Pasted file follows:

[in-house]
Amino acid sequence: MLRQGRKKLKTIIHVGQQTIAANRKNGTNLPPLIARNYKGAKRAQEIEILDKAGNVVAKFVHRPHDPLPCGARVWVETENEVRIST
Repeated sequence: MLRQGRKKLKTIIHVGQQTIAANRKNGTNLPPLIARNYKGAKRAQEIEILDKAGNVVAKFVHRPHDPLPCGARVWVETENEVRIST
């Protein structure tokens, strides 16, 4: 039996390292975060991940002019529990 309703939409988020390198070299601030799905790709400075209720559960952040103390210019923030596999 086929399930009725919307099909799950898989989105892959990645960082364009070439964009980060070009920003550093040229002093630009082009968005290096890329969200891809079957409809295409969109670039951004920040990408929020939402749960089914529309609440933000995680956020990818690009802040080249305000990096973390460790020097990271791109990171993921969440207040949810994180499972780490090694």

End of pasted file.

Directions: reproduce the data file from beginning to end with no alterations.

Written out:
[in-house]
Amino acid sequence: MLRQGRKKLKTIIHVGQQTIAANRKNGTNLPPLIARNYKGAKRAQEIEILDKAGNVVAKFVHRPHDPLPCGARVWVETENEVRIST
Repeated sequence: MLRQGRKKLKTIIHVGQQTIAANRKNGTNLPPLIARNYKGAKRAQEIEILDKAGNVVAKFVHRPHDPLPCGARVWVETENEVRIST
């Protein structure tokens, strides 16, 4: 039996390292975060991940002019529990 309703939409988020390198070299601030799905790709400075209720559960952040103390210019923030596999 086929399930009725919307099909799950898989989105892959990645960082364009070439964009980060070009920003550093040229002093630009082009968005290096890329969200891809079957409809295409969109670039951004920040990408929020939402749960089914529309609440933000995680956020990818690009802040080249305000990096973390460790020097990271791109990171993921969440207040949810994180499972780490090694």